The Book of the Poppy

Book review

Chris McNab; reviewed by Dr John A. Hargreaves, last updated: 11th November 2018

The Book of the Poppy, Chris McNab, The History Press, Stroud, paperback, ISBN 9780750982481

As Remembrance Day is commemorated in 2018 one hundred years on from the ending of hostilities, this concise and evocative compact volume, first published in hardback in 2014 and now reissued in paperback, provides an illuminating survey of the history of the Remembrance Poppy ‘from its origins in the battle-tortured landscape of Flanders in 1915 to its enduring relevance’ today as a poignant reminder of ‘the ultimate cost of war’.

A series of graphic tables charts the extent of the anguish and the losses of this 'war to end all wars' by the combatants. The United Kingdom total number of casualties including dead, wounded and missing amounted to 2,365,035 though this figure does not include the men and women of the British colonies and dominions (primarily Australia, New Zealand, Canada, South Africa and India), without whom Britain would have been unable to sustain many campaigns. It compares with a comparable figure of 6,400,000 for Germany, whose total manpower mobilised in the First World War amounted to 13,400,000. Comparisons are also made with the scale of operations in the Second World War.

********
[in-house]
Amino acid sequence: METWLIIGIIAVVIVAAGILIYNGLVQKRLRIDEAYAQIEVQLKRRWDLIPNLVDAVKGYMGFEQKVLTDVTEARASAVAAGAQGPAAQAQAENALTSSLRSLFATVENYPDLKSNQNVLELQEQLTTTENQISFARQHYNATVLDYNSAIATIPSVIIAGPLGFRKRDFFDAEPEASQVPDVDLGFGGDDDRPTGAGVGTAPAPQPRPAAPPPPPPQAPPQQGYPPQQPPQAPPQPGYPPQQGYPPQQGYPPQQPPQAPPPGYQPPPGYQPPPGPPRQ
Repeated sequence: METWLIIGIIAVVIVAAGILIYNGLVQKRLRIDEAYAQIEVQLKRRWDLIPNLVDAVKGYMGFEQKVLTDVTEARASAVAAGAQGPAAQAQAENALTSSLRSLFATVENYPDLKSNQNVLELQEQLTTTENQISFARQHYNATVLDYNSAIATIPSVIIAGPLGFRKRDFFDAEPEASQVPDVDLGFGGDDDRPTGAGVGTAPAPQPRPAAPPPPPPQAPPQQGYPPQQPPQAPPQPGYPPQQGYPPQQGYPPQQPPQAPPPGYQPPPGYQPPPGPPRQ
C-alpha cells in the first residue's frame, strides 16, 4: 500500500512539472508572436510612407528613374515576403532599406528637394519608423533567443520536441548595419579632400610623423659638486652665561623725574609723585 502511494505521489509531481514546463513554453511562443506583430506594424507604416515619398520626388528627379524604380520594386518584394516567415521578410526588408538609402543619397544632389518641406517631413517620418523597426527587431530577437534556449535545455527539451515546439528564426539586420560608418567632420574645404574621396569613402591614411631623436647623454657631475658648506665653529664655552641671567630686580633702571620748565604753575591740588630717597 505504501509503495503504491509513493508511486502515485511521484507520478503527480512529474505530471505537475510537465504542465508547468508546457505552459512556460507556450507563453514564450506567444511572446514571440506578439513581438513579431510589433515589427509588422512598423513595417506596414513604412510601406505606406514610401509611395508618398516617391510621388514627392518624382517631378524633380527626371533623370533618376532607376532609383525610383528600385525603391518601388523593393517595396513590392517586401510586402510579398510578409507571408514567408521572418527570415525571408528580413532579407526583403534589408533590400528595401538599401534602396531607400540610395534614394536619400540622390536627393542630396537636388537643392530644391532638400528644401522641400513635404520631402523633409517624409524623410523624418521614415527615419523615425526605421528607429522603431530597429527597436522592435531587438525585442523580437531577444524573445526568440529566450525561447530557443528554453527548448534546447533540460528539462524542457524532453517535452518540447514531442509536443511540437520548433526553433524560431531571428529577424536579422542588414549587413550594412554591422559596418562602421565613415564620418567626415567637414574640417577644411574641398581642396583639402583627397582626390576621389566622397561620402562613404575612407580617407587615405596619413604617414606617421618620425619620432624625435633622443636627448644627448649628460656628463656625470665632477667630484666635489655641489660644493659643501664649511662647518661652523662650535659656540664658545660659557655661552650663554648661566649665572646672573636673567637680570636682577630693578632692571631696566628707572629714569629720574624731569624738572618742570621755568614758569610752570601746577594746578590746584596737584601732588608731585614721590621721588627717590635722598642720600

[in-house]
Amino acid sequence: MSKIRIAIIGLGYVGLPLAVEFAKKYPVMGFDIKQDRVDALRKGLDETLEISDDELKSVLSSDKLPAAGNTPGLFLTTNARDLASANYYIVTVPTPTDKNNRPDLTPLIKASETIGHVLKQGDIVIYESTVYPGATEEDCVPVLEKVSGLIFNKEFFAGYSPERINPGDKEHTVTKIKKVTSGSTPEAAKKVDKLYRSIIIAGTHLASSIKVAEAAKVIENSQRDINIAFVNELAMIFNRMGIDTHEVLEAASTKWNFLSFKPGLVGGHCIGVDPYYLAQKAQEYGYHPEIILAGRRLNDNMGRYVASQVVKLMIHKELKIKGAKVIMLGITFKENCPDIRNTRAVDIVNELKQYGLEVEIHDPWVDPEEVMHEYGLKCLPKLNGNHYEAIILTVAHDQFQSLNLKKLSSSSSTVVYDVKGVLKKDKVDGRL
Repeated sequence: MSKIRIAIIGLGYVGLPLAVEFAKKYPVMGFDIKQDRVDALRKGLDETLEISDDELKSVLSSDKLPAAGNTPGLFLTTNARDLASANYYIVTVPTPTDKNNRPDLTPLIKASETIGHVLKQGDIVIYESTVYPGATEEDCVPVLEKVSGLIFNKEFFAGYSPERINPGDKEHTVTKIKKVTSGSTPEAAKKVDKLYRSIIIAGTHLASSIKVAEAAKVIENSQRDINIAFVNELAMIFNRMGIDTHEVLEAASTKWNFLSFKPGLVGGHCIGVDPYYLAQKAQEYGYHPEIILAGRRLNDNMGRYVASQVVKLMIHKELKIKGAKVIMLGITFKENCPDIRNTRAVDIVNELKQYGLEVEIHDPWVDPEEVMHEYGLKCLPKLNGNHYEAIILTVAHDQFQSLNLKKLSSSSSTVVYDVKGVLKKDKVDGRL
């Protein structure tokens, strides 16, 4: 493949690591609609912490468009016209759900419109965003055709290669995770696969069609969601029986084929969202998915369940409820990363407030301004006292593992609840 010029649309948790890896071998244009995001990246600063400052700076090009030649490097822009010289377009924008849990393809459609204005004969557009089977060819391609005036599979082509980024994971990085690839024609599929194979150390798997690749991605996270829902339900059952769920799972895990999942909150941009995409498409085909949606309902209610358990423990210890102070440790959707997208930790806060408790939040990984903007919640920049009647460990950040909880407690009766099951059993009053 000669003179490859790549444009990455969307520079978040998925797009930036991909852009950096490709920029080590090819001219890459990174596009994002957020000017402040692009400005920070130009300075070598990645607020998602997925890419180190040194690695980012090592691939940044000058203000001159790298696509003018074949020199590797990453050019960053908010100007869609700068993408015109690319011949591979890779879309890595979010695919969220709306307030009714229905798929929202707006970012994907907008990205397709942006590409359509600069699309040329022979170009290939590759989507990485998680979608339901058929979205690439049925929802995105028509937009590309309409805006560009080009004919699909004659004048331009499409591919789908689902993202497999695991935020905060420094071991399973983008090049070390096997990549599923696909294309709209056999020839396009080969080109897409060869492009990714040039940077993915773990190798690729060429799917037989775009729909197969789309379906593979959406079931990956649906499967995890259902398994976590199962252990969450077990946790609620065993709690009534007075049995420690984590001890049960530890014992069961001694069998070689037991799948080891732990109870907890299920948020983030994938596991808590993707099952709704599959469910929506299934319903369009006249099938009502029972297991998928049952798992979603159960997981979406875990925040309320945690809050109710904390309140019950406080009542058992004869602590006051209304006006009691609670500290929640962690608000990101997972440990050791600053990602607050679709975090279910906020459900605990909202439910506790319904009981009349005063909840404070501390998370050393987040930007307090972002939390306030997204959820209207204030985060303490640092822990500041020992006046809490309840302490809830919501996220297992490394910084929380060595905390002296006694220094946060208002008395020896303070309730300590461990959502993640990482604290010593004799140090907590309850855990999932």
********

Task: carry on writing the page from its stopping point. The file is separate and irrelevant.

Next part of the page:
The bulk of the book, however, traces the history of the Remembrance Poppy, drawing upon the war poets who helped to develop the association of the poppy with the enduring commemoration of the war. Also quoted are later testimonies which illustrate its powerful symbolism a hundred years on. Mike Wilson, Director of Operations, County Durham Emergency Medical Services, who lost his identical twin brother in the Iraq war in 2008, also recounts the practical ways in which the Royal British Legion helped and supported his family through their loss in a later conflict.

The book also presents the poppy as a symbol of hope, displaying immense durability in so many other later conflicts. It also focuses upon other aspects of memorialisation including the Silence, the Last Post, the Tomb of the Unknown soldier and the wide range of memorials in Britain and close to the battlefields abroad where so many perished, together with objections raised by some to the wearing of poppies.